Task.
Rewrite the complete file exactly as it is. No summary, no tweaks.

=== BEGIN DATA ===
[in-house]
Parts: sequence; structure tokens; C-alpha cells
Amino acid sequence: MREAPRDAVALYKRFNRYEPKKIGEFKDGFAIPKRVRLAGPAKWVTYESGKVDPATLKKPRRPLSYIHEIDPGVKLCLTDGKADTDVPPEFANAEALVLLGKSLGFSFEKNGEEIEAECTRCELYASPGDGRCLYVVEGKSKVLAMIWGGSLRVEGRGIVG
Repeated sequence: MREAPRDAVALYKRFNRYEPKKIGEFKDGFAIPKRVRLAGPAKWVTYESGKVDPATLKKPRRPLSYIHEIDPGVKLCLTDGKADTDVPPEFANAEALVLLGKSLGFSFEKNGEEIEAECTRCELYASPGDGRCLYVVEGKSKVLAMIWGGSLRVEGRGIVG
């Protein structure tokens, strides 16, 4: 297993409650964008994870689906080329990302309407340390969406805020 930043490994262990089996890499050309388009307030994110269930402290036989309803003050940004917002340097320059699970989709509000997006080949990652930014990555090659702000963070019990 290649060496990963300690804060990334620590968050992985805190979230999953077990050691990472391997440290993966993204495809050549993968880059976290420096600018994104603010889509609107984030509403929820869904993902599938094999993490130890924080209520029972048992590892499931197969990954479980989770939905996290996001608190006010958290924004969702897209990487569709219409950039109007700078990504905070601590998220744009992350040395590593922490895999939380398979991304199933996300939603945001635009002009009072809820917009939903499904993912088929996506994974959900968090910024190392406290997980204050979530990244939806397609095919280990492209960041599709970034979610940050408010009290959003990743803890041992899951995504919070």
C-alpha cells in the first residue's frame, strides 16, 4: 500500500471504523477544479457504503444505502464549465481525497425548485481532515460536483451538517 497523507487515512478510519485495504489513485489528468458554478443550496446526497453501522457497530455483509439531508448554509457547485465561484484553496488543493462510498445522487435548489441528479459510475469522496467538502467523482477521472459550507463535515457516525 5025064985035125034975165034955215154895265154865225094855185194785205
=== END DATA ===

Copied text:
[in-house]
Parts: sequence; structure tokens; C-alpha cells
Amino acid sequence: MREAPRDAVALYKRFNRYEPKKIGEFKDGFAIPKRVRLAGPAKWVTYESGKVDPATLKKPRRPLSYIHEIDPGVKLCLTDGKADTDVPPEFANAEALVLLGKSLGFSFEKNGEEIEAECTRCELYASPGDGRCLYVVEGKSKVLAMIWGGSLRVEGRGIVG
Repeated sequence: MREAPRDAVALYKRFNRYEPKKIGEFKDGFAIPKRVRLAGPAKWVTYESGKVDPATLKKPRRPLSYIHEIDPGVKLCLTDGKADTDVPPEFANAEALVLLGKSLGFSFEKNGEEIEAECTRCELYASPGDGRCLYVVEGKSKVLAMIWGGSLRVEGRGIVG
């Protein structure tokens, strides 16, 4: 297993409650964008994870689906080329990302309407340390969406805020 930043490994262990089996890499050309388009307030994110269930402290036989309803003050940004917002340097320059699970989709509000997006080949990652930014990555090659702000963070019990 290649060496990963300690804060990334620590968050992985805190979230999953077990050691990472391997440290993966993204495809050549993968880059976290420096600018994104603010889509609107984030509403929820869904993902599938094999993490130890924080209520029972048992590892499931197969990954479980989770939905996290996001608190006010958290924004969702897209990487569709219409950039109007700078990504905070601590998220744009992350040395590593922490895999939380398979991304199933996300939603945001635009002009009072809820917009939903499904993912088929996506994974959900968090910024190392406290997980204050979530990244939806397609095919280990492209960041599709970034979610940050408010009290959003990743803890041992899951995504919070």
C-alpha cells in the first residue's frame, strides 16, 4: 500500500471504523477544479457504503444505502464549465481525497425548485481532515460536483451538517 497523507487515512478510519485495504489513485489528468458554478443550496446526497453501522457497530455483509439531508448554509457547485465561484484553496488543493462510498445522487435548489441528479459510475469522496467538502467523482477521472459550507463535515457516525 5025064985035125034975165034955215154895265154865225094855185194785205